The Magazine of The Evangelical Lutheran Church in America


Subsistence: Nurturing body, spirit, community

When Luci Eningowuk went to Washington, D.C., last summer she told a Senate committee on Alaskan Native villages: "Our way of life is centered around subsistence; it's the driving force of our existence. ... Our grocery store is out there in the water and on the land."

Subsistence is the traditional harvest of wild fish, game and other natural resources for personal use--most often food. In Alaska, where many people who live in remote areas depend on fish and game for their basic food supply, subsistence is given the highest priority among resource uses.

Subsistence relates to both economy and culture.

In Shishmaref, as in many Alaskan villages, only a few full-time jobs are available. Household incomes are often supplemented by part-time or seasonal work and by selling traditional arts and crafts.

While opportunities to earn money are limited, the cost of everyday items is very high. Prices for food, gasoline and heating oil may be double, triple or more than the national average due to the high cost of shipping supplies to the village by barge or flying them in by bush plane (weather permitting).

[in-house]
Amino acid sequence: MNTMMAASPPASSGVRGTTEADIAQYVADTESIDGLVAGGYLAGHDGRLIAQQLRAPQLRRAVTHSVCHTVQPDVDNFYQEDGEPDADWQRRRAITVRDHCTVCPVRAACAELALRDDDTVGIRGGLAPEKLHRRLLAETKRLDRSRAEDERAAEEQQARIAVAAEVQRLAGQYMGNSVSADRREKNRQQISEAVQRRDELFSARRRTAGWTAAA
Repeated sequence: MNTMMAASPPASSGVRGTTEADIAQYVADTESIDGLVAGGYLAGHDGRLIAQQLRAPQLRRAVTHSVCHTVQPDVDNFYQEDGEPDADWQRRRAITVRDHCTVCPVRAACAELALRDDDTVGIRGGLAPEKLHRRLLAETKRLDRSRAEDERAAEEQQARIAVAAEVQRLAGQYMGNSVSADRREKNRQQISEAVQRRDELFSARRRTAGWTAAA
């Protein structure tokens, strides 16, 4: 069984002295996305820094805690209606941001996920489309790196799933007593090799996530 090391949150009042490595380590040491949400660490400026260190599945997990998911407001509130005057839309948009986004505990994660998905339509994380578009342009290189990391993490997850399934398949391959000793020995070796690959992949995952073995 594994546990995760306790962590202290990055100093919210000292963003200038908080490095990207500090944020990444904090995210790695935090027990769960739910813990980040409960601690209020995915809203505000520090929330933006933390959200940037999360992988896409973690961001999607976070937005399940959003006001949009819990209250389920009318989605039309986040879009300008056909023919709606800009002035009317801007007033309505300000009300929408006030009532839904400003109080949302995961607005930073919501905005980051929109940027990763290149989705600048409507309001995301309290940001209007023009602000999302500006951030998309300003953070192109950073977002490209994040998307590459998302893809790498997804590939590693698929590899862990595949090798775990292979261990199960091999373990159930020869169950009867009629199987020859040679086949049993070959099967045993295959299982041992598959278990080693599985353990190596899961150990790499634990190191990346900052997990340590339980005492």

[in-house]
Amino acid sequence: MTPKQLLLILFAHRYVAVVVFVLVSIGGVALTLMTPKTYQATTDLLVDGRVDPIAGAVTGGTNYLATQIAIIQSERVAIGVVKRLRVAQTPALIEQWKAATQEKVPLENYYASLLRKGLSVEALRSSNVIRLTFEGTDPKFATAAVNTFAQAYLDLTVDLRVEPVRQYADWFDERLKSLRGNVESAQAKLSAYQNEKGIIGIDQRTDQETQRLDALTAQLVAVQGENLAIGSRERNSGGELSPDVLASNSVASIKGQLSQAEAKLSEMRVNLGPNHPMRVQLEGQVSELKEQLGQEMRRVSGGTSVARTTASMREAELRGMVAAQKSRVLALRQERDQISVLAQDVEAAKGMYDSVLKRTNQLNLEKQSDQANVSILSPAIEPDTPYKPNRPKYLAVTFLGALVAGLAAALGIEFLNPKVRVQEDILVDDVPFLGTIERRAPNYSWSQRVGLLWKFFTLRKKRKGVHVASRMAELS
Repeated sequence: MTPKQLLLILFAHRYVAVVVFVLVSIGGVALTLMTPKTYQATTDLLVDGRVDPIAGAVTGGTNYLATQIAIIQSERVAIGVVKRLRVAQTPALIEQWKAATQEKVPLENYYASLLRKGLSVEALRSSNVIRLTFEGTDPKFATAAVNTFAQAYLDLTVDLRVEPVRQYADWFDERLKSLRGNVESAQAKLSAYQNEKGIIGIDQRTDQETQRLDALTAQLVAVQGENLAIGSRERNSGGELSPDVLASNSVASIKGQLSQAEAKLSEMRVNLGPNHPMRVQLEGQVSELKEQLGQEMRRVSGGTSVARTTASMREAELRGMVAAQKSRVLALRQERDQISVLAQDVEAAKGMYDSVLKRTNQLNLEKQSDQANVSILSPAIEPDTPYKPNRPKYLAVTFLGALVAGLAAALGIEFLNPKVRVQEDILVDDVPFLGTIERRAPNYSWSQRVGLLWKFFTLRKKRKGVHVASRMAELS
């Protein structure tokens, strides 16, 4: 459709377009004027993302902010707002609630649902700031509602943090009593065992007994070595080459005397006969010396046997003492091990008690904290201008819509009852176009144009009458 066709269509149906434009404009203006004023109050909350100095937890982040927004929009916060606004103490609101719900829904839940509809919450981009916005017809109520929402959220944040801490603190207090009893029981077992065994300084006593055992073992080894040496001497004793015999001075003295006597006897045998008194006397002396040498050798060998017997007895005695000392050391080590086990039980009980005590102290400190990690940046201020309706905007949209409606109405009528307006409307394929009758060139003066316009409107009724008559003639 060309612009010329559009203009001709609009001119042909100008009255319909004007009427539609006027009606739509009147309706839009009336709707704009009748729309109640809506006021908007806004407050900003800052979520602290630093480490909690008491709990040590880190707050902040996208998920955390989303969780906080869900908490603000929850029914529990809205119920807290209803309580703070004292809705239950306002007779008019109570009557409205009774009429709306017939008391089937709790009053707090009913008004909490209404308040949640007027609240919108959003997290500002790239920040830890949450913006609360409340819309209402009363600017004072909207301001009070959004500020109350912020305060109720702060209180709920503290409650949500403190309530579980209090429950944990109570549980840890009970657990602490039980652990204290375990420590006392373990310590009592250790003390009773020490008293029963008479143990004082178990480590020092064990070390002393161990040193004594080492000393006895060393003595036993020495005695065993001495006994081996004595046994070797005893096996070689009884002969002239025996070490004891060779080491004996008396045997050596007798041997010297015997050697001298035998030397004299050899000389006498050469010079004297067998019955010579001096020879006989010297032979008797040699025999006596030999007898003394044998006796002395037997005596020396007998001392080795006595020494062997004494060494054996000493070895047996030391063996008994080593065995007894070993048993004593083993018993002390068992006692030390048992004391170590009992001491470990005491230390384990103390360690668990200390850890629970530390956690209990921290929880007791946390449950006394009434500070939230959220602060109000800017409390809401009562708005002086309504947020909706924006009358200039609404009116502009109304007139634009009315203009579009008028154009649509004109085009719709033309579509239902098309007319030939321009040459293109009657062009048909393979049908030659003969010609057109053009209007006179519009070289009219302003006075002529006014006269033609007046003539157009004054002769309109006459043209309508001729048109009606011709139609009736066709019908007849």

For most Shishmaref residents, subsistence is an economic necessity.

Subsistence is also a system of social and community relationships, binding neighbors and generations together as skills are passed on and food is shared.

"I see subsistence as a social order mechanism," Kelly Eningowuk says. "It connects parents with their kids. ... It plays a vital role in how our community operates."

Additionally, subsistence involves a relationship to the natural world that is often absent in a wage economy. As Luci Eningowuk's testimony explained: "We are hunters and we are gatherers ... we value the environment as it sustains us; it provides for our very existence."

Traditional Inupiat values emphasize respect for all aspects of God 's creation. (For more information on Inupiat and other Alaska indigenous cultures, visit the Alaska Native Knowledge Network at www.ankn.uaf.edu/values/Inupiat.html.


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